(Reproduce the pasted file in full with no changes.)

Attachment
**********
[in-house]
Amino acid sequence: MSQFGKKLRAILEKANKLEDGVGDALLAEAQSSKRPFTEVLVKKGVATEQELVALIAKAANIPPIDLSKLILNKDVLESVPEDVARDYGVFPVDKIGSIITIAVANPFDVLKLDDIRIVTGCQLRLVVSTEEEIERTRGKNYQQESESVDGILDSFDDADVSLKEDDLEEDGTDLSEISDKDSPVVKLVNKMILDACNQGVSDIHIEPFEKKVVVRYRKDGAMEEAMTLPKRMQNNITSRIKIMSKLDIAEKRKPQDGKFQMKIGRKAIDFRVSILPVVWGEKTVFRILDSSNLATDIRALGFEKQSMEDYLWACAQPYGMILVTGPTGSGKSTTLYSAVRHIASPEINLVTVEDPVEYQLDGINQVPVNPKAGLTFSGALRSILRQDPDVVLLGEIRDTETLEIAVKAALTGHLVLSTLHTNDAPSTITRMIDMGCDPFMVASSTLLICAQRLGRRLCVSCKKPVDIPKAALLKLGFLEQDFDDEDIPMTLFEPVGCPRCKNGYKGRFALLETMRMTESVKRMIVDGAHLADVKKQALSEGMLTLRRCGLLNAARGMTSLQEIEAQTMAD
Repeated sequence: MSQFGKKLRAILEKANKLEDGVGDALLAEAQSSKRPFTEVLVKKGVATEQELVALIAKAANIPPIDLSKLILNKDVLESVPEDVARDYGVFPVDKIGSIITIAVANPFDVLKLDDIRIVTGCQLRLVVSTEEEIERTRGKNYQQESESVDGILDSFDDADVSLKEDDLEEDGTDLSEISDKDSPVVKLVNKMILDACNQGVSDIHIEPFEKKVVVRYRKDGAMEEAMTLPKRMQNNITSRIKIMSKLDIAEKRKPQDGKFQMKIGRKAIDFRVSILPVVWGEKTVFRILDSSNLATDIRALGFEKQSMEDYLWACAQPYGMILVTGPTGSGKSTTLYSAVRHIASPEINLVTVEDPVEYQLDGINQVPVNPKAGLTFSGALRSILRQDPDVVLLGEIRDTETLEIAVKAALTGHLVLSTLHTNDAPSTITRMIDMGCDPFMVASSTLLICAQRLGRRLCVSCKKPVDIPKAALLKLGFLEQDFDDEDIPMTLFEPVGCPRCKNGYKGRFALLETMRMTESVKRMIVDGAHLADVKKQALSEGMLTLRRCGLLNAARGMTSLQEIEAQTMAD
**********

[in-house]
Amino acid sequence: MSQFGKKLRAILEKANKLEDGVGDALLAEAQSSKRPFTEVLVKKGVATEQELVALIAKAANIPPIDLSKLILNKDVLESVPEDVARDYGVFPVDKIGSIITIAVANPFDVLKLDDIRIVTGCQLRLVVSTEEEIERTRGKNYQQESESVDGILDSFDDADVSLKEDDLEEDGTDLSEISDKDSPVVKLVNKMILDACNQGVSDIHIEPFEKKVVVRYRKDGAMEEAMTLPKRMQNNITSRIKIMSKLDIAEKRKPQDGKFQMKIGRKAIDFRVSILPVVWGEKTVFRILDSSNLATDIRALGFEKQSMEDYLWACAQPYGMILVTGPTGSGKSTTLYSAVRHIASPEINLVTVEDPVEYQLDGINQVPVNPKAGLTFSGALRSILRQDPDVVLLGEIRDTETLEIAVKAALTGHLVLSTLHTNDAPSTITRMIDMGCDPFMVASSTLLICAQRLGRRLCVSCKKPVDIPKAALLKLGFLEQDFDDEDIPMTLFEPVGCPRCKNGYKGRFALLETMRMTESVKRMIVDGAHLADVKKQALSEGMLTLRRCGLLNAARGMTSLQEIEAQTMAD
Repeated sequence: MSQFGKKLRAILEKANKLEDGVGDALLAEAQSSKRPFTEVLVKKGVATEQELVALIAKAANIPPIDLSKLILNKDVLESVPEDVARDYGVFPVDKIGSIITIAVANPFDVLKLDDIRIVTGCQLRLVVSTEEEIERTRGKNYQQESESVDGILDSFDDADVSLKEDDLEEDGTDLSEISDKDSPVVKLVNKMILDACNQGVSDIHIEPFEKKVVVRYRKDGAMEEAMTLPKRMQNNITSRIKIMSKLDIAEKRKPQDGKFQMKIGRKAIDFRVSILPVVWGEKTVFRILDSSNLATDIRALGFEKQSMEDYLWACAQPYGMILVTGPTGSGKSTTLYSAVRHIASPEINLVTVEDPVEYQLDGINQVPVNPKAGLTFSGALRSILRQDPDVVLLGEIRDTETLEIAVKAALTGHLVLSTLHTNDAPSTITRMIDMGCDPFMVASSTLLICAQRLGRRLCVSCKKPVDIPKAALLKLGFLEQDFDDEDIPMTLFEPVGCPRCKNGYKGRFALLETMRMTESVKRMIVDGAHLADVKKQALSEGMLTLRRCGLLNAARGMTSLQEIEAQTMAD